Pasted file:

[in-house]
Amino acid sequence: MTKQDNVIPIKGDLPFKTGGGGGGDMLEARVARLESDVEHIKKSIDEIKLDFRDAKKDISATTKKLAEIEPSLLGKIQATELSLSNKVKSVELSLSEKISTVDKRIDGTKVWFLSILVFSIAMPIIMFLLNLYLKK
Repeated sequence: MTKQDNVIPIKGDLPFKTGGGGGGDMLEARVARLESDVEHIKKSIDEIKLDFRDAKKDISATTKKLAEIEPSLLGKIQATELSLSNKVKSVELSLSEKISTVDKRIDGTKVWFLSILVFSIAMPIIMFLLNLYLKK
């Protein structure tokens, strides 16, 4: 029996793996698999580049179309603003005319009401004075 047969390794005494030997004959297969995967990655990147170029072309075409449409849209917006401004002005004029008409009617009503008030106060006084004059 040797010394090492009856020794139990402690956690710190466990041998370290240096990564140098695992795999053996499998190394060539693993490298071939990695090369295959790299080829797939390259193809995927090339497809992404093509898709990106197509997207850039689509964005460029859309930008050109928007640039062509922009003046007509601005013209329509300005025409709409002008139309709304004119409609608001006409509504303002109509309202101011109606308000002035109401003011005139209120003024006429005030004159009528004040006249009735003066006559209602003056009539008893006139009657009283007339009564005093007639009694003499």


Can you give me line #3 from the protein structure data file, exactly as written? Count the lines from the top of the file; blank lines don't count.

Repeated sequence: MTKQDNVIPIKGDLPFKTGGGGGGDMLEARVARLESDVEHIKKSIDEIKLDFRDAKKDISATTKKLAEIEPSLLGKIQATELSLSNKVKSVELSLSEKISTVDKRIDGTKVWFLSILVFSIAMPIIMFLLNLYLKK